Local chef and restaurateur Mike Johnson didn't just fall off the Sysco truck yesterday. A graduate of the New England Culinary Institute, the man has mapped out a restaurant résumé that begins when he was fifteen and spans two continents; on this one alone he has toiled in kitchens from Napa to LA, Chicago (Charlie Trotter's) to New Orleans (Emeril's). On the home front, Johnson has had a hand in establishments as diverse as French-inspired Roxane, Spanish tapas joint BARcelona, Greek small-plates hotspot Momos, Cajun/Creole/Cuban funhouse Boogaloo and the reincarnated dessert café Cyrano's.
And yet, after more than two decades in the culinary trenches, Johnson, who recently opened the Olivette barbecue joint Sugarfire Smokehouse (9200 Olive Boulevard, Suite 114; 314-997-2301), still has new and colorful battle stories to tell.
Such as the one that transpired last month, which Gut Check has taken the liberty of titling...
The Scamwich Artist
On September 26, Johnson opened his newest venture, Sugarfire Smokehouse. On the evening of the 27th, as he was cleaning up after a bustling second day of business, his phone rang. On the other end of the line was an unsatisfied customer who said the restaurant had botched his order when he'd stopped in to pick up lunch.
Specifically, the caller said the sides he'd chosen to accompany his sandwiches had been "all messed up." He demanded compensation.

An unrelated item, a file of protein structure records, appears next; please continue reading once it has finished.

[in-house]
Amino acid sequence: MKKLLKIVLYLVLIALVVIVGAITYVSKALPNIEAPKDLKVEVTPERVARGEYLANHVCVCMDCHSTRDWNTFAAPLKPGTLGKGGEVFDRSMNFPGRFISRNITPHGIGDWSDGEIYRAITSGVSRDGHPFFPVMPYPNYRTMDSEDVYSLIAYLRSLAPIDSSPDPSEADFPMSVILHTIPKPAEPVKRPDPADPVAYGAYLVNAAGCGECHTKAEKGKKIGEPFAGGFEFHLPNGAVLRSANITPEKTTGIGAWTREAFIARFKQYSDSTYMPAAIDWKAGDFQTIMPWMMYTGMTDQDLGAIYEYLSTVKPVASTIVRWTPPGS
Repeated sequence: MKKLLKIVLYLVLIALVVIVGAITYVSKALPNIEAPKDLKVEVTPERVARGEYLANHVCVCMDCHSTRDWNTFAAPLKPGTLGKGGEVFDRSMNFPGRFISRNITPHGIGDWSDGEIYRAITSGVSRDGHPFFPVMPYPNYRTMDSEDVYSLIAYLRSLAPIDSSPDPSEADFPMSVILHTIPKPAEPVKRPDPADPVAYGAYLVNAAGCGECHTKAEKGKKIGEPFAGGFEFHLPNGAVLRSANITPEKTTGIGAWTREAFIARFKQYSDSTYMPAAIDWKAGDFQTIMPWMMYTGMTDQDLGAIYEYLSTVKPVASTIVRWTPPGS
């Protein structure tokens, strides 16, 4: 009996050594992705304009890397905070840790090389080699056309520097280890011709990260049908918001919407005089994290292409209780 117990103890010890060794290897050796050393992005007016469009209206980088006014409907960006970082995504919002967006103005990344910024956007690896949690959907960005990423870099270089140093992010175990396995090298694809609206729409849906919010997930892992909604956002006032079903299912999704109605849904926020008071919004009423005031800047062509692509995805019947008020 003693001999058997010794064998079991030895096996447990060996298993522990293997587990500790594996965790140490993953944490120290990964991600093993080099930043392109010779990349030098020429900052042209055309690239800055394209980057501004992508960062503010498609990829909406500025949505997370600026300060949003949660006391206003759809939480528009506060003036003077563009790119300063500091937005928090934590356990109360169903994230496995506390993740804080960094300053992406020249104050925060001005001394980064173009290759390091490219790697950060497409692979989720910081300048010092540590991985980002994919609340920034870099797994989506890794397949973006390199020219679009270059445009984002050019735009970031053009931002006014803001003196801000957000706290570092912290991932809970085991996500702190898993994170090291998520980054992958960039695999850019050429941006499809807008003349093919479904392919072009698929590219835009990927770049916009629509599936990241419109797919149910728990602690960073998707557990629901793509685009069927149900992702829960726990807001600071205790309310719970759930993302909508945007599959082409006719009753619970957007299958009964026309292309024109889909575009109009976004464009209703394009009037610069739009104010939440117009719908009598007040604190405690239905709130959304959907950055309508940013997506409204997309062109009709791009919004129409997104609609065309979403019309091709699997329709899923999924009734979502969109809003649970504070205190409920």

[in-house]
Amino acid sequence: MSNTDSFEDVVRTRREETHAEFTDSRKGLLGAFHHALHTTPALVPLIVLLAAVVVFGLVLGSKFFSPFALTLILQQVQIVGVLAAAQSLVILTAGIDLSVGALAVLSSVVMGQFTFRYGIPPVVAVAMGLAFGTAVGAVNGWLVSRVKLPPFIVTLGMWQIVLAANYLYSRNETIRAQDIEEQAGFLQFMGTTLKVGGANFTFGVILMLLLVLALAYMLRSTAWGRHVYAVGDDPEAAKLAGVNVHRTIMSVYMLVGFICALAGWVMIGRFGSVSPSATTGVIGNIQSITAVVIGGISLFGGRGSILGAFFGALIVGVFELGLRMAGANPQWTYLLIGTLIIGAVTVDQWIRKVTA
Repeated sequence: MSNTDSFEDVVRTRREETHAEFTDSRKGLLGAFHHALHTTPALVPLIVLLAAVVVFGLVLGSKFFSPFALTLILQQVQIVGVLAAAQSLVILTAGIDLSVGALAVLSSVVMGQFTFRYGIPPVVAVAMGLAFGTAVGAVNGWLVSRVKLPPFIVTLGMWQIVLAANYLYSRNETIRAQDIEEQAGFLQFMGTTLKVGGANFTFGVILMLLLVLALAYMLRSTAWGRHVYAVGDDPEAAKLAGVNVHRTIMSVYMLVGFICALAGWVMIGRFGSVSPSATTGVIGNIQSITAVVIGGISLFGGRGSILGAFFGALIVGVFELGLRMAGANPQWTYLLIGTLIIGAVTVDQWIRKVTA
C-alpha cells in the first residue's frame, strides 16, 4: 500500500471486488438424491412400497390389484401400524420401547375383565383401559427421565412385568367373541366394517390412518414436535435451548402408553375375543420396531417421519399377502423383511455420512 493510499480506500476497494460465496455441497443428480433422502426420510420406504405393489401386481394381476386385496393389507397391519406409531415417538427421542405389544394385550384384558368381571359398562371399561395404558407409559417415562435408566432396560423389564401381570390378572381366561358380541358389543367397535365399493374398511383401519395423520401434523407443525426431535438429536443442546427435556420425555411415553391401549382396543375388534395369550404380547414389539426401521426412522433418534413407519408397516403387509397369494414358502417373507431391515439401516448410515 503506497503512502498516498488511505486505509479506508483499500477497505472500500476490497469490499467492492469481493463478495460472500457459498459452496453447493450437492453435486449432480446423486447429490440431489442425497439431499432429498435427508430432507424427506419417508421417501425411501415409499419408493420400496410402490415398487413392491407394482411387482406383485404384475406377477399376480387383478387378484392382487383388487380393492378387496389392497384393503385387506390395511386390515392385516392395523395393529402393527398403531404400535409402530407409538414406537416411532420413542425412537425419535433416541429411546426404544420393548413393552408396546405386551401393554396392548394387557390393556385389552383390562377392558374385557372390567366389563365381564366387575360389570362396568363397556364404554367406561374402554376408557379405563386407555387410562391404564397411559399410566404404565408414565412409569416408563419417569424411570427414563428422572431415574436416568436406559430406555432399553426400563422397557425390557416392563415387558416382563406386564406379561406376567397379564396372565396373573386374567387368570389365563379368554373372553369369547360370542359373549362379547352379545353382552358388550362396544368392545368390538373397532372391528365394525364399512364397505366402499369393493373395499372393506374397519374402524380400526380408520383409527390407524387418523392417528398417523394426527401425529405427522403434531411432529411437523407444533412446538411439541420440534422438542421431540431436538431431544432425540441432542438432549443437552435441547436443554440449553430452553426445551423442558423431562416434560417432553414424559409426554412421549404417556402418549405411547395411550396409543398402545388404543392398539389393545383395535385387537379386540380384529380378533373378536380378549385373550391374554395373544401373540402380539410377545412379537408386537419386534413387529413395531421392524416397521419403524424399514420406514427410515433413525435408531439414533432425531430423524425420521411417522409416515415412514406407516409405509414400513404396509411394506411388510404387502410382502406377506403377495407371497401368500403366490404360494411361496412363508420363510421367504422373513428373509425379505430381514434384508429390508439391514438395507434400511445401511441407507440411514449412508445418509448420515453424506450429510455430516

"This guy tells me, 'I was in there earlier and got a carry-out order,'" Johnson recounts. "It was busy, so I didn't remember him."
Johnson was also puzzled. The man said he'd ordered three grilled-chicken sandwiches. But there's no chicken sandwich on Sugarfire's menu.
"Are you sure you didn't have the turkey?" Johnson says he asked.
No, the caller insisted, he'd ordered grilled-chicken sandwiches.
"Are you sure you're calling the right place?" Johnson persisted. "I don't have chicken, and I don't have a grill here."
At this point, Johnson says, the caller corrected himself. "It was the turkey sandwich," he said.
In spite of the dubious details, Johnson agreed to compensate the man for the mixup and told him to come by after lunchtime the next day.
Later that same evening, Natasha Creel and Emily Matthes, owners of one of Johnson's previous projects, Roxane (12 North Meramec Avenue, Clayton; 314-721-7700), stopped in to have a look around their friend's new place. When they overheard Johnson telling his executive chef about the strange phone conversation, they couldn't help interrupting.
The scenario, you see, sounded uncannily familiar. A man had been alleging similar snafus and demanding compensation from other area restaurants -- including Roxane.
What's more, Creel and Matthes said, thanks to their phone's caller ID they knew the man's name: Was Johnson's unsatisfied customer by any chance a Mitchell Kerman?
Johnson checked his caller ID log.
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